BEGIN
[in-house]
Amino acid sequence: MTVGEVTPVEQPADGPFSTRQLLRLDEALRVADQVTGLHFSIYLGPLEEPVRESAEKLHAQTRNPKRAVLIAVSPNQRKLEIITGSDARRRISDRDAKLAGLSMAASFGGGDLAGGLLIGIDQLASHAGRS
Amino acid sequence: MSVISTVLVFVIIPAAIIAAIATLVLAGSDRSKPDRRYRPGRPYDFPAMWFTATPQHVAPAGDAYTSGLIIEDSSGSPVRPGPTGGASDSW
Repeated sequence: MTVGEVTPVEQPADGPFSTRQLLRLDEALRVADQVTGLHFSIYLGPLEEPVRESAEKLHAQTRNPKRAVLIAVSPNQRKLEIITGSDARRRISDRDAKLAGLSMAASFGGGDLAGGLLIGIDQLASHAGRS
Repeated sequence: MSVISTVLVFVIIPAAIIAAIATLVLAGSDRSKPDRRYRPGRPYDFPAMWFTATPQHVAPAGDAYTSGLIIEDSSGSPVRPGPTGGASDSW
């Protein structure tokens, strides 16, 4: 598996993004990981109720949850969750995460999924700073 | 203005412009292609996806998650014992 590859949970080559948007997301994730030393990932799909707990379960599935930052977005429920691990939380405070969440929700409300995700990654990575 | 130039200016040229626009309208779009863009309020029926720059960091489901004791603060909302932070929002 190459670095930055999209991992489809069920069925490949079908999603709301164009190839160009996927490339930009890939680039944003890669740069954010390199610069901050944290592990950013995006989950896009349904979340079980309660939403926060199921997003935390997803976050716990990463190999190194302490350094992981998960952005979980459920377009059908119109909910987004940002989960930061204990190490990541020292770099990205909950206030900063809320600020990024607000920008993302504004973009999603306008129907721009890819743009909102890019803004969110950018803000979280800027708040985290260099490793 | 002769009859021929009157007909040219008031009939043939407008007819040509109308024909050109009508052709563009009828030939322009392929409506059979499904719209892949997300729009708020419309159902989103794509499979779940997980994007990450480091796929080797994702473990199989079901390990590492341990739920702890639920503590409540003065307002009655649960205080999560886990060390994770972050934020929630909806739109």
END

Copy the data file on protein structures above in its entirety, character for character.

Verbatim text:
[in-house]
Amino acid sequence: MTVGEVTPVEQPADGPFSTRQLLRLDEALRVADQVTGLHFSIYLGPLEEPVRESAEKLHAQTRNPKRAVLIAVSPNQRKLEIITGSDARRRISDRDAKLAGLSMAASFGGGDLAGGLLIGIDQLASHAGRS
Amino acid sequence: MSVISTVLVFVIIPAAIIAAIATLVLAGSDRSKPDRRYRPGRPYDFPAMWFTATPQHVAPAGDAYTSGLIIEDSSGSPVRPGPTGGASDSW
Repeated sequence: MTVGEVTPVEQPADGPFSTRQLLRLDEALRVADQVTGLHFSIYLGPLEEPVRESAEKLHAQTRNPKRAVLIAVSPNQRKLEIITGSDARRRISDRDAKLAGLSMAASFGGGDLAGGLLIGIDQLASHAGRS
Repeated sequence: MSVISTVLVFVIIPAAIIAAIATLVLAGSDRSKPDRRYRPGRPYDFPAMWFTATPQHVAPAGDAYTSGLIIEDSSGSPVRPGPTGGASDSW
């Protein structure tokens, strides 16, 4: 598996993004990981109720949850969750995460999924700073 | 203005412009292609996806998650014992 590859949970080559948007997301994730030393990932799909707990379960599935930052977005429920691990939380405070969440929700409300995700990654990575 | 130039200016040229626009309208779009863009309020029926720059960091489901004791603060909302932070929002 190459670095930055999209991992489809069920069925490949079908999603709301164009190839160009996927490339930009890939680039944003890669740069954010390199610069901050944290592990950013995006989950896009349904979340079980309660939403926060199921997003935390997803976050716990990463190999190194302490350094992981998960952005979980459920377009059908119109909910987004940002989960930061204990190490990541020292770099990205909950206030900063809320600020990024607000920008993302504004973009999603306008129907721009890819743009909102890019803004969110950018803000979280800027708040985290260099490793 | 002769009859021929009157007909040219008031009939043939407008007819040509109308024909050109009508052709563009009828030939322009392929409506059979499904719209892949997300729009708020419309159902989103794509499979779940997980994007990450480091796929080797994702473990199989079901390990590492341990739920702890639920503590409540003065307002009655649960205080999560886990060390994770972050934020929630909806739109």